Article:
Something rather grisly and unpleasant happened this week. The Liberal Democrats, a party always more susceptible to the perils of political scandal than they would like voters to believe, were forced to new lows over the Lord Rennard affair. They have turned one man's political reputation into a self-defeating battle over Nick Clegg's leadership and the future of their party. If any political party is capable of battering itself to death with its own inflatable hammer, that party is the Lib Dems.
No-one really understands how it got quite this bad. Until now the preposterously complicated internal party organisation had been treated as a source of mild amusement. Lib Dems are the kind of people who board games with complex rules. When one of them bears a grudge, the fun disappears and those rules are used to devastating effect.
That was what Clegg was forced to resort to as deep schisms developed. Wounds are being created which will probably never properly heal. The party which surprised so many with its unity of purpose as an incredibly tough general election campaign approaches suddenly finds itself riven with faction.
The Tories' threat is entirely external these days. As well as worrying about Ukip, which spent the week trying to get over the embarrassment caused by its cringingly homophobic councillor David Silvester, the party faced yet another barrage from Ed Miliband in PMQs over cost-of-living. Labour went all right-wing on benefits, too, with a big speech from new work and pensions secretary Rachel Reeves in which she proved the opposition could be mean to benefit scroungers, too.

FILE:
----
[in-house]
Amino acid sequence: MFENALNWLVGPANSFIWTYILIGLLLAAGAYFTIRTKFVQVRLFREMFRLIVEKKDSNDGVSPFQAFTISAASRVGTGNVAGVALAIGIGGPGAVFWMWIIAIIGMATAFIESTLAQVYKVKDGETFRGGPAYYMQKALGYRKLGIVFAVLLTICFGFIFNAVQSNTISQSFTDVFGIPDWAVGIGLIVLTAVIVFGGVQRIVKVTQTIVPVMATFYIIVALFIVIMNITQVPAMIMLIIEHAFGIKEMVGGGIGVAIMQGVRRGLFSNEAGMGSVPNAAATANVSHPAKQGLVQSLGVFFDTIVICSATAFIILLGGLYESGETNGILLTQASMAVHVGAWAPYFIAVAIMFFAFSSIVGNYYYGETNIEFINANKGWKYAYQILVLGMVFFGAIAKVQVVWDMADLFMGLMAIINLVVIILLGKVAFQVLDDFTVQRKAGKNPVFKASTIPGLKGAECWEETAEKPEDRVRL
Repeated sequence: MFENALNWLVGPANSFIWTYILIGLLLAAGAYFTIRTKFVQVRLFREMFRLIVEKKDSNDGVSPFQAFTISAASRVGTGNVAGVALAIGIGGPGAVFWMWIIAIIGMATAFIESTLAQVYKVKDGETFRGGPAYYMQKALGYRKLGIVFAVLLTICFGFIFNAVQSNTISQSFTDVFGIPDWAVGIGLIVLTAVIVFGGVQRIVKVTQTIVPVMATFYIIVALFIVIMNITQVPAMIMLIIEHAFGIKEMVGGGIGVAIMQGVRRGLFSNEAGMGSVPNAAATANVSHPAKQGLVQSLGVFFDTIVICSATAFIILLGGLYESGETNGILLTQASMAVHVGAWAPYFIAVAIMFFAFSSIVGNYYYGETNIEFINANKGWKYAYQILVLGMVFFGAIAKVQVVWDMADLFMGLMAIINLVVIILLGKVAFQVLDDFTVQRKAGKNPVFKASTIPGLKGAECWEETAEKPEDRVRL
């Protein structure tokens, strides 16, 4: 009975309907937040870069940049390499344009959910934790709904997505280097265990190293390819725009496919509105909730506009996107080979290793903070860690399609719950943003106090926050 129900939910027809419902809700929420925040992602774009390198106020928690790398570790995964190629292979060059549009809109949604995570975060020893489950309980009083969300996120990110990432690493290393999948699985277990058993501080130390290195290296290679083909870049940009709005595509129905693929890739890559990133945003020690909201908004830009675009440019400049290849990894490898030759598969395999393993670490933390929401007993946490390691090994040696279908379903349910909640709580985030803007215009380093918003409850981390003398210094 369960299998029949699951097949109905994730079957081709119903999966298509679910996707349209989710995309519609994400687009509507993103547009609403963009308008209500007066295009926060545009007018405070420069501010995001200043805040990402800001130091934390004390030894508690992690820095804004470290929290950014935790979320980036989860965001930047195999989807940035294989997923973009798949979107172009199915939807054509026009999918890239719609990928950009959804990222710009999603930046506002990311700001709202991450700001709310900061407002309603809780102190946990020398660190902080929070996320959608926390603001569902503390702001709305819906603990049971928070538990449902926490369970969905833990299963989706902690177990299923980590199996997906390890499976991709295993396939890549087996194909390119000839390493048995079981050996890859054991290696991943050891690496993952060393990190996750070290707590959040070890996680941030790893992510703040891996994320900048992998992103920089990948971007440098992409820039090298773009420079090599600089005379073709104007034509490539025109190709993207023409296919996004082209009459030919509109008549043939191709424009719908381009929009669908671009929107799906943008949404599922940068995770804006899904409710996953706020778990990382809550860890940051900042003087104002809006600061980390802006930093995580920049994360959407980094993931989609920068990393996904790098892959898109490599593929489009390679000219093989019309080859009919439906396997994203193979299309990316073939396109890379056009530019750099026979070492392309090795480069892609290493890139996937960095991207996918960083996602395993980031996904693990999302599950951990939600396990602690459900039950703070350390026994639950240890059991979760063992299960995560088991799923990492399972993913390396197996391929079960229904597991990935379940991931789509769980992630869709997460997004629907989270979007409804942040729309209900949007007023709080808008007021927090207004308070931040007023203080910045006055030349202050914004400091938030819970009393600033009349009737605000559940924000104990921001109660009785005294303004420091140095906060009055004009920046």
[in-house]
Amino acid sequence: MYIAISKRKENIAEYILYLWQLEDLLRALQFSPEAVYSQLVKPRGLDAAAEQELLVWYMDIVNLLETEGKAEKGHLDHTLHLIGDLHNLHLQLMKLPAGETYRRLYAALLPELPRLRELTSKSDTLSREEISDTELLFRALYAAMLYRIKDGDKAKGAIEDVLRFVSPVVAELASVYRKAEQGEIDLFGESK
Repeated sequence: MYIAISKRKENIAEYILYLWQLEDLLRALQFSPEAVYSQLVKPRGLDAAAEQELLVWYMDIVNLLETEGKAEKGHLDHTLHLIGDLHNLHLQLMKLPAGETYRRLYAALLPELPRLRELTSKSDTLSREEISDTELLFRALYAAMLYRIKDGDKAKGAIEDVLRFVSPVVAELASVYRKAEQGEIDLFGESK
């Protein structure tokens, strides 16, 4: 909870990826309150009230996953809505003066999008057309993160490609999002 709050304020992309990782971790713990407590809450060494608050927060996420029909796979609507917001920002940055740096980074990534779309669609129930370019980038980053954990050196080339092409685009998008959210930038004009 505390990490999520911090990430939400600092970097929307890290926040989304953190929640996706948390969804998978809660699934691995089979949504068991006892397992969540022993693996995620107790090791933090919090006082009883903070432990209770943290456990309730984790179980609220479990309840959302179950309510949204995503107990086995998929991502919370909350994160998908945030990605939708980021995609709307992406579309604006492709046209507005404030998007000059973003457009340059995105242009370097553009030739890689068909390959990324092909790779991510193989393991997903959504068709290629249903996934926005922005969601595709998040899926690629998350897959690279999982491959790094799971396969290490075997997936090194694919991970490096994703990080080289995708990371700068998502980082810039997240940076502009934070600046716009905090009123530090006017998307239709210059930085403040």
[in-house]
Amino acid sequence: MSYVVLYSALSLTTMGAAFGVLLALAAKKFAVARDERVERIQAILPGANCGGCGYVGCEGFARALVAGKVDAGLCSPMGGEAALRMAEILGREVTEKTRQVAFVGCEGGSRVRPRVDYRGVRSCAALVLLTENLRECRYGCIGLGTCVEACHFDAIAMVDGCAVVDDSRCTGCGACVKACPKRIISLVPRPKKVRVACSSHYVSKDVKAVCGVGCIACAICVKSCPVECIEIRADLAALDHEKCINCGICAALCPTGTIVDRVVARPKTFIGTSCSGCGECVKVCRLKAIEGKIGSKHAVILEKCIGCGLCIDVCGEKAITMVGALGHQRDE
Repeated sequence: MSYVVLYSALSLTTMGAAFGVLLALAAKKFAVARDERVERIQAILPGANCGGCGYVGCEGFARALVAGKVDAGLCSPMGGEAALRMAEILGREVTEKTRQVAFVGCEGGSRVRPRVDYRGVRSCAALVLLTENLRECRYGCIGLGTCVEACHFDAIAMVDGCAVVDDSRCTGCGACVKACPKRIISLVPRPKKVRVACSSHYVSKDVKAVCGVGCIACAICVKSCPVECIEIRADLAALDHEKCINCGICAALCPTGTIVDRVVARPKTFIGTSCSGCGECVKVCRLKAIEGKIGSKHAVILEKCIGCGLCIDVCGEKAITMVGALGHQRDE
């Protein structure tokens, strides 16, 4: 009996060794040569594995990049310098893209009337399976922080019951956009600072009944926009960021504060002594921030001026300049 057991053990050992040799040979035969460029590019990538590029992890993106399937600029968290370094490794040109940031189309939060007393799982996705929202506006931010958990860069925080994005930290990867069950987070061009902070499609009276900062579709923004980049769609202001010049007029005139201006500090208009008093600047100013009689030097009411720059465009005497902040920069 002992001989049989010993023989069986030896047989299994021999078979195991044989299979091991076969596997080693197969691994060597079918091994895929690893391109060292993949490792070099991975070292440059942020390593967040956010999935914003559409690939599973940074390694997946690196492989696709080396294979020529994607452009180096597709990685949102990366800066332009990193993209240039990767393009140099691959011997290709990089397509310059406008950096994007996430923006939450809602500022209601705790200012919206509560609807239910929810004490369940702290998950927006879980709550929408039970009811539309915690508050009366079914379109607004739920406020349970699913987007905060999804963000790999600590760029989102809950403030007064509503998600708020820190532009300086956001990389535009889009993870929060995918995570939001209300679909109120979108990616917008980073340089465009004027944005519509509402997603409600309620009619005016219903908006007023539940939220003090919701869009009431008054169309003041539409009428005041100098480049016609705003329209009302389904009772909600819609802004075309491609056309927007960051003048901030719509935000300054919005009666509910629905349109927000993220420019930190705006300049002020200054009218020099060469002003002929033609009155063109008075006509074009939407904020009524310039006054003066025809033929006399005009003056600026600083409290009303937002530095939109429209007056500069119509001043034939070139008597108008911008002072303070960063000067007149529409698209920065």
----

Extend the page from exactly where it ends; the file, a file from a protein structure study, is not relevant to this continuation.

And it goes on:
In the era of Benefits Street, which some have condemned with almost as much anger as the show has generated for its subjects, Labour tough talk seems inevitable. IDS, who is naturally refusing to be outbid, responded with some meaty remarks of his own against White Dee, Black Dee, Fungi and all the other specimens on the Channel 4 show.
The law and order theme is hard to shake off this week. The Police Federation, having had its reputation trashed by the plebgate affair, spent the week laying the groundwork for its rehabilitation. Crime figures out this week actually showed Britain is becoming a relatively well-behaved country, although sexual offences are going up. But that did not stop Labour wanting to do more, with a frankly baffling proposal to make mocking the relatives of armed service personnel a criminal offence.
This was also the week, believe it or not, when an indiscretion of sorts led to us reporting about an earnest wish emerging from Downing Street: the idea that the Conservatives could somehow escape from making as many promises at the next general election. Pledges are hard to break if they haven't been made in the first place, aren't they?
Perhaps one option Dave should consider as this year's European elections approach is a campaign song, with him as the centrepiece. He could take a leaf from Silvio Berlusconi's book, for example: this shocker was used in 2008 elections which his party won...